Muschamp Rd

Wrapadoodle: The Game

Wrapadoodle is a game my sister learned from some co-workers while working at the Victoria Bottle Depot. It's true origins remain a mystery. As the number of sets constructed and in use continues to grow I insisted the rules be written down as they constantly seemed to change and be reinterpreted the few times I had played. I also gave the game a name and injected some idiosyncratic terminology necessary for the success in these modern times.

The Aparatus

The game requires one target though two is better and necessary to play with teams. The target can also be referred to as a thingamajig. Also required are two sets of three identical ropes with golf balls at the ends. These are referred to as doodles.

The target can be constructed out of any material though PVC tubing works well, though it can crack or break over time. The set can be assembled and disassembled and is thus portable. The bars are twenty inches, forty inches, and sixty inches off the ground and the horizontal bars are forty five inches long. This size seems to work well though smaller or larger has also been tried.

A doodle: two golf balls connected by a chunk of rope

The doodles are constructed out of a short piece of rope and two golf balls with holes drilled through them. Using different coloured balls differentiates between the doodles used by competing players. The balls are about 15 inches apart. Other lengths can be tried but 15 inches seems to work well. It needs to be possible for the doodles to pass through the horizontal bars of the target/thingamajig and hang from any bar without touching another bar, the reasons for this will be obvious once you first try to score points.

The Rules

Also a scoring shot

The game is played by throwing your doodles at the thingamajig. If the doodle wraps around the target you score points. Players alternate throwing their doodles at the thingamajig, each player gets three tosses per end. Points are only tallied at the end of an end. This is for a variety of reasons, one it is entirely possible you or your opponent will knock off a hanging doodle. Two you can cancel your opponents shot by wrapping your own doodle around the same horizontal bar. Each doodle cancels out one opposing doodle. So if your opponent has two doodles wrapped around a bar and you have a single doodle wrapped on the same bar, your opponent gets to score one doodle. Finally you must score exactly fifteen points to win. This is the most detested rule, if you have fourteen points and score three more, you do not win, your points wrap around. You now have two points.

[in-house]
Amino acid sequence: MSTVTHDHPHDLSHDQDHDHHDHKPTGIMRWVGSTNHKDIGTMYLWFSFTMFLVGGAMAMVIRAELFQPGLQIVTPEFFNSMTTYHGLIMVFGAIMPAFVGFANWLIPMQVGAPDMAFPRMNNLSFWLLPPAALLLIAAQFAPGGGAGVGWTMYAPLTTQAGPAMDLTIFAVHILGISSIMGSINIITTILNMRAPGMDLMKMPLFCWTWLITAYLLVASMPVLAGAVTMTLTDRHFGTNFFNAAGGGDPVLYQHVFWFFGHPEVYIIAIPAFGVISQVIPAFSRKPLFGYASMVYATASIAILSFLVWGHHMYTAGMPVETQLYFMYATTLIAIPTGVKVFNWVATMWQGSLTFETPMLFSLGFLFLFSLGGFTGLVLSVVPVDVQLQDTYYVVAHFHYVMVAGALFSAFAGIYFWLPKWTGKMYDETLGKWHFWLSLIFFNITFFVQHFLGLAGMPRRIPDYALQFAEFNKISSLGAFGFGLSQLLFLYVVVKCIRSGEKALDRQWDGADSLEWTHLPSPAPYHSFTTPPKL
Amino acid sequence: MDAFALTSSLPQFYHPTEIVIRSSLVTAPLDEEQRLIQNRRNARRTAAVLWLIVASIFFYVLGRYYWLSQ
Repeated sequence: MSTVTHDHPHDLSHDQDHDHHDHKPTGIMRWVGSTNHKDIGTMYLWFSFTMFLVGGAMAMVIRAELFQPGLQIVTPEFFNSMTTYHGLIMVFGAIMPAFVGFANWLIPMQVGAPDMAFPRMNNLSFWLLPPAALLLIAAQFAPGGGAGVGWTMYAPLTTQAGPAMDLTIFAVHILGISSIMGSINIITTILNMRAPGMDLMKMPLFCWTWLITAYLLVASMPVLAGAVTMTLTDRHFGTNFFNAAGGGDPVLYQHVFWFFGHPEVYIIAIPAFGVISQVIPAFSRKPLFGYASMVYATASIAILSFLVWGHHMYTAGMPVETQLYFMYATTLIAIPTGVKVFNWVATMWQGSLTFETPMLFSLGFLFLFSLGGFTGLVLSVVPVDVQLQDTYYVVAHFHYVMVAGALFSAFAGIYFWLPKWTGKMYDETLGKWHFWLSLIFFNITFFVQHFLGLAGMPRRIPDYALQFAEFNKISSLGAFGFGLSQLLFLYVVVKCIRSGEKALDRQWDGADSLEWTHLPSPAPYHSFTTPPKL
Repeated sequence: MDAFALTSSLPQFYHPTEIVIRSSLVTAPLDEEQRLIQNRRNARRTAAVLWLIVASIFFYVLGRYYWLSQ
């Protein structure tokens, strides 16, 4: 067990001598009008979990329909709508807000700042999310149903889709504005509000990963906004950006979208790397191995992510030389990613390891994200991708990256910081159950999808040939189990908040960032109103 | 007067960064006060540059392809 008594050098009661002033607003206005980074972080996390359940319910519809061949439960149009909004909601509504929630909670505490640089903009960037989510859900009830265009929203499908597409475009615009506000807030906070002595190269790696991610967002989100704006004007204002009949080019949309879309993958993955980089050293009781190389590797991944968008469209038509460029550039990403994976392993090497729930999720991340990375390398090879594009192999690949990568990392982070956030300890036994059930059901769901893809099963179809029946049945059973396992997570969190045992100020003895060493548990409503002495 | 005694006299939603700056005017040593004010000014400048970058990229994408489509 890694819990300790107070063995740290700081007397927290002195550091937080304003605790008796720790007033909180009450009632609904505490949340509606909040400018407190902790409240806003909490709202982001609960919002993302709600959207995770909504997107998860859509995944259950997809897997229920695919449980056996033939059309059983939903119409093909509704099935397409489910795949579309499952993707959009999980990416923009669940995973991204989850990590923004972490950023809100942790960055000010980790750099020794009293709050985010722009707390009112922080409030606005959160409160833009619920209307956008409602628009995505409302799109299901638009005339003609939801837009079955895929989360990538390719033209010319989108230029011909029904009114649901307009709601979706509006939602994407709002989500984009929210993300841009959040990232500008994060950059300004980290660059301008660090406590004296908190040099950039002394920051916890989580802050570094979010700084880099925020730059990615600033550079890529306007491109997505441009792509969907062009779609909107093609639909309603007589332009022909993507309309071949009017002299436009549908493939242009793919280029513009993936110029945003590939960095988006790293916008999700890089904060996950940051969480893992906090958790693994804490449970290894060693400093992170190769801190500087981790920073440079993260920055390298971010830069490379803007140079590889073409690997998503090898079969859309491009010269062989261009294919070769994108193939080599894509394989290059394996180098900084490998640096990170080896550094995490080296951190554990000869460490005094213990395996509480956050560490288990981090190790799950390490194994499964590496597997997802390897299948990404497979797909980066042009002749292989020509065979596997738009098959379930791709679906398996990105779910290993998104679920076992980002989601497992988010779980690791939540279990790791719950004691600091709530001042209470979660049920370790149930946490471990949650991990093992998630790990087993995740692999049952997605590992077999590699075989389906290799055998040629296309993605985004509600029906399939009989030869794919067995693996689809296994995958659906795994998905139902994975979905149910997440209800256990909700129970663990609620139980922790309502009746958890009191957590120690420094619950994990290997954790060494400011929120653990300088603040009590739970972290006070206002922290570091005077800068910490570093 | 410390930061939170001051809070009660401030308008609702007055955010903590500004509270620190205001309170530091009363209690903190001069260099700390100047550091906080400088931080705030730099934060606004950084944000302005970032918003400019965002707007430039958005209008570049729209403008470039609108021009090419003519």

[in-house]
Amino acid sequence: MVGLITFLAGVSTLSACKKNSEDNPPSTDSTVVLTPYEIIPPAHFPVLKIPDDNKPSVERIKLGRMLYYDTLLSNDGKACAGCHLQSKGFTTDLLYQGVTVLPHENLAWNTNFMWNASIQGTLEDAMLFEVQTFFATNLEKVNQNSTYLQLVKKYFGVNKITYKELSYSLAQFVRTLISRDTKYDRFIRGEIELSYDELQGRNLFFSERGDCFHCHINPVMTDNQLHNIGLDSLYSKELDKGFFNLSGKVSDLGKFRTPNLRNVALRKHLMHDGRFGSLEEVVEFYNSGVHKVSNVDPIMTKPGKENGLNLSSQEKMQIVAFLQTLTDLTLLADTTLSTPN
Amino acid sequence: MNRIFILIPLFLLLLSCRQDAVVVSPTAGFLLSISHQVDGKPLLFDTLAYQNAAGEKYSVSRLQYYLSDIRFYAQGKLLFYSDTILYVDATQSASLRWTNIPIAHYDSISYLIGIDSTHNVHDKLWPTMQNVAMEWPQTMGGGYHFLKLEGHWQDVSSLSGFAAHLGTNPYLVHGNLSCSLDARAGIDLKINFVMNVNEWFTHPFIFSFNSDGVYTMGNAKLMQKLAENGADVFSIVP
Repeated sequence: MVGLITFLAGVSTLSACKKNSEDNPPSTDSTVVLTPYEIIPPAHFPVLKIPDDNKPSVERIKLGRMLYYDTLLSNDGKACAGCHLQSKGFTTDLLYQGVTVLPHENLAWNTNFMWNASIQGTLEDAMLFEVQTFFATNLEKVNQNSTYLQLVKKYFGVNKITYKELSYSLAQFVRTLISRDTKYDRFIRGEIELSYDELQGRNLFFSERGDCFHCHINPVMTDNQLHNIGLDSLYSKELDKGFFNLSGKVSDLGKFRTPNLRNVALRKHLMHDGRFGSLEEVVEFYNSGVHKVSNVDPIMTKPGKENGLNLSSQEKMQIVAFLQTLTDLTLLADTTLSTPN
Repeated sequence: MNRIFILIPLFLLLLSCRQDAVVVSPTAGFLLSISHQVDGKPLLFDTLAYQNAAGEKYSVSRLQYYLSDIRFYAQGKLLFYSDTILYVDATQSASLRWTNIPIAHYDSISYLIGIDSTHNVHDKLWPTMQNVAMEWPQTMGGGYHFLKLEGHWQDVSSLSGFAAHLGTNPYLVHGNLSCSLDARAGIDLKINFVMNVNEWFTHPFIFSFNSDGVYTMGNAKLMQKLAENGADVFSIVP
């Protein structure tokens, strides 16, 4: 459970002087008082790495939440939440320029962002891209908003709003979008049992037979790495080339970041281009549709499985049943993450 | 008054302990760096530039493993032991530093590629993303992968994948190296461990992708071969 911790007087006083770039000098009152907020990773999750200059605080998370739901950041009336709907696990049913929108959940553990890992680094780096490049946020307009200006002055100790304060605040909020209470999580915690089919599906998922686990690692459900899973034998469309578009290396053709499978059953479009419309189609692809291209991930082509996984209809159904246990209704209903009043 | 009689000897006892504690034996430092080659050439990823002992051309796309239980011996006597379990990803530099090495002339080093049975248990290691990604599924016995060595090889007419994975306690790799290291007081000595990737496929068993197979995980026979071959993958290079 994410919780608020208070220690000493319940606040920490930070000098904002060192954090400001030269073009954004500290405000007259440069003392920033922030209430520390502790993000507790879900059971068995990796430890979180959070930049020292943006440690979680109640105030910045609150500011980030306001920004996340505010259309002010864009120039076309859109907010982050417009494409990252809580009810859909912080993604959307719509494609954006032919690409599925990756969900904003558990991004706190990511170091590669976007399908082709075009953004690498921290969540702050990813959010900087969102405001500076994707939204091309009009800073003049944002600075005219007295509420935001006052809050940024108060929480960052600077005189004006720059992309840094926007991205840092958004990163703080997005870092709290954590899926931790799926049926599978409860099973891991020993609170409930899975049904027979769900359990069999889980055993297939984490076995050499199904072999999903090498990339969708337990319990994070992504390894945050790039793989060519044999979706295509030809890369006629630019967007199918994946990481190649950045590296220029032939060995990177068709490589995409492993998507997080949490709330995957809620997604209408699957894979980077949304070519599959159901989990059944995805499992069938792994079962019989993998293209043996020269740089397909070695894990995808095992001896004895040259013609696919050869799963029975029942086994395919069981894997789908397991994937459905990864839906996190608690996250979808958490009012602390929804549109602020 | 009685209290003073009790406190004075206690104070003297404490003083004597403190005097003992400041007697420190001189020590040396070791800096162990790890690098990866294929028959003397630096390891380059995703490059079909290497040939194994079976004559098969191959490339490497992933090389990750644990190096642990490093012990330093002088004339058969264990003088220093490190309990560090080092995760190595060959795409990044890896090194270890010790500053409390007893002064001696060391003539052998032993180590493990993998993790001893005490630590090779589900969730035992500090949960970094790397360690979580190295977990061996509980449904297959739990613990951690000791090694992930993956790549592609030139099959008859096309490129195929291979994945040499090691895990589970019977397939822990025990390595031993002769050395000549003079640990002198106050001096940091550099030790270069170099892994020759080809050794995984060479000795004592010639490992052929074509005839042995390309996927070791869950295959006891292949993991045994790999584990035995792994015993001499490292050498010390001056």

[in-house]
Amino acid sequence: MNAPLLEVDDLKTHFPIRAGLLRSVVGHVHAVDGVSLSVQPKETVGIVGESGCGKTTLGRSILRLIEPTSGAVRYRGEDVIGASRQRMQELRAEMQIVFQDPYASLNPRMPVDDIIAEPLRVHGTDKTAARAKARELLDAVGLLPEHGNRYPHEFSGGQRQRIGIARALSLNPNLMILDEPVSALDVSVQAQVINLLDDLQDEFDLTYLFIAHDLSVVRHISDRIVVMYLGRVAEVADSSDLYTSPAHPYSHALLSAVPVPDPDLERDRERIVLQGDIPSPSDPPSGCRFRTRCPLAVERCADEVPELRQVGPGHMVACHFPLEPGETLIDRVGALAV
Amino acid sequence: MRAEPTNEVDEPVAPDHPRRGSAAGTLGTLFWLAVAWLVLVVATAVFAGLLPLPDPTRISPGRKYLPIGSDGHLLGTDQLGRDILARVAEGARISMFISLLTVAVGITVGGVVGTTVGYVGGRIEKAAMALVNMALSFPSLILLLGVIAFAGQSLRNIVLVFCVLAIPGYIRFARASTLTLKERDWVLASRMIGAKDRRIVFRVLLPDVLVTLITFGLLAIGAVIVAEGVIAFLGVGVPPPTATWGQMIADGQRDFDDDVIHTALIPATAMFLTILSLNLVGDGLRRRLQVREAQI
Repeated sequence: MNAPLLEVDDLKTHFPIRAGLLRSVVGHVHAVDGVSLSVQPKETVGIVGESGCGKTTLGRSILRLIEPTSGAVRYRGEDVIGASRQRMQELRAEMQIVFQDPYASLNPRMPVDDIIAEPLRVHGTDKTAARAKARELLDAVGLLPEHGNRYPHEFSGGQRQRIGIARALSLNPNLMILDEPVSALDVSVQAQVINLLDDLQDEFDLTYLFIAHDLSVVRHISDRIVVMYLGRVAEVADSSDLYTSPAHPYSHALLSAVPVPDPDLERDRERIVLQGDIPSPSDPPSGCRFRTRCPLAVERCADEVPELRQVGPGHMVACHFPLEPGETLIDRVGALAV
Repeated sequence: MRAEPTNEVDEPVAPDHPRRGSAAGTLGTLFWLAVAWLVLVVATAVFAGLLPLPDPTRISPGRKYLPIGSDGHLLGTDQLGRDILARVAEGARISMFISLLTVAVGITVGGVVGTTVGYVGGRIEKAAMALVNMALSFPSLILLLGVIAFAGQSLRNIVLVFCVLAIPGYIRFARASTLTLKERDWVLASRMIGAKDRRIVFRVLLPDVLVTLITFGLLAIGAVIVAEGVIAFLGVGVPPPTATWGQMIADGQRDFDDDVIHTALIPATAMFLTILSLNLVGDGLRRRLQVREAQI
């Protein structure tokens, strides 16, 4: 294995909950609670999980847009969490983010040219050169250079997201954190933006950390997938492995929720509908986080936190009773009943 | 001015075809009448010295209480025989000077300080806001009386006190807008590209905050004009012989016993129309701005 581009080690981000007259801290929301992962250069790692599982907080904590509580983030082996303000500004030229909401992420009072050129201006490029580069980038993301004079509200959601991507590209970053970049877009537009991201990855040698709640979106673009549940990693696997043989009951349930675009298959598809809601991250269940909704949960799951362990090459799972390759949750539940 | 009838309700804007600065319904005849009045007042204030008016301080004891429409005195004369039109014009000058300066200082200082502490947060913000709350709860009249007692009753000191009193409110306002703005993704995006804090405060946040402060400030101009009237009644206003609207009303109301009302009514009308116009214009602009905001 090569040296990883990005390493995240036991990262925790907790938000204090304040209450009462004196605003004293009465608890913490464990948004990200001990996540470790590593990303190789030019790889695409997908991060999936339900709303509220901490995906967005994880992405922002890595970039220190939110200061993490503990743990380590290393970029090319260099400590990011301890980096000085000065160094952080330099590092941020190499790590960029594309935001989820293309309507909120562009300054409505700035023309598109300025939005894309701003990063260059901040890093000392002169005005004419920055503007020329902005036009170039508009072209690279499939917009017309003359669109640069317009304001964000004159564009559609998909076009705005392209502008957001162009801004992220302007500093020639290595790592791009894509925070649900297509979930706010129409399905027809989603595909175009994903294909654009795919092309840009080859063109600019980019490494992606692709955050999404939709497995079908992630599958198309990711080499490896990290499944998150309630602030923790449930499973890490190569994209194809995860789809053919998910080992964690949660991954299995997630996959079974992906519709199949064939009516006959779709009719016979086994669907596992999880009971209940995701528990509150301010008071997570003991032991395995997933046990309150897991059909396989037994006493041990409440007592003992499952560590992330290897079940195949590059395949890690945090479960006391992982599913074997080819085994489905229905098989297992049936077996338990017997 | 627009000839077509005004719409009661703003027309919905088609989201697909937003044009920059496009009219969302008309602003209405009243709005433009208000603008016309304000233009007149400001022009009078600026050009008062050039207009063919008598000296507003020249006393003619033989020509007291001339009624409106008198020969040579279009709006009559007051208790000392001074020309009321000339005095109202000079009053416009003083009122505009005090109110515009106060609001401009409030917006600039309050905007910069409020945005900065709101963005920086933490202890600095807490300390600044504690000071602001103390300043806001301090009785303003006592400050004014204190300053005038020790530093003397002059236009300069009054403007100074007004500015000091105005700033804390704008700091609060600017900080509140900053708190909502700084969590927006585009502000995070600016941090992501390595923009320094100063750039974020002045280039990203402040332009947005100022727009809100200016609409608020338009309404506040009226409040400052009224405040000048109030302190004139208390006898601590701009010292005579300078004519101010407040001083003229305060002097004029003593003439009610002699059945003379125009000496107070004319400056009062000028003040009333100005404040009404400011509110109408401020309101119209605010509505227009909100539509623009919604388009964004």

A solid scoring doodle.

Points are scored as followed, a doodle wrapped or hanging from the top bar is worth one point, the second horizontal bar two points, the third and lowest bar three points. If you succeed in wrapping a doodle around a vertical bar you get five points. This is a fiver. It must not be supported by a horizontal bar.

The targets are placed approximately twenty feet apart and a player should endeavour to be behind the thingamajig when tossing a doodle. Gentlemanly conduct is expected to be followed at all times and these rules serve as guidelines and are not enforced by any governing body.

Any throwing technique may be used though an underhand toss similar to horseshoes is almost universal. Any doodle that is hanging at the end of an end potentially counts, though securely wrapped doodles are more likely to remain wrapped around and elicit congratulations from your opponent or adoring fans. It is legal to bounce a doodle off the ground and up on to the lower bar. If a tossed doodle should wrap and then unwrap spectacularly it does not count. This is referred to as being gipped.

To deliberately miss, so as not to disturb a peirously hanging doodle by throwing your doodle well short of the thingamajig is to grubber.

Words and Images © Andrew "Muskie" McKay.
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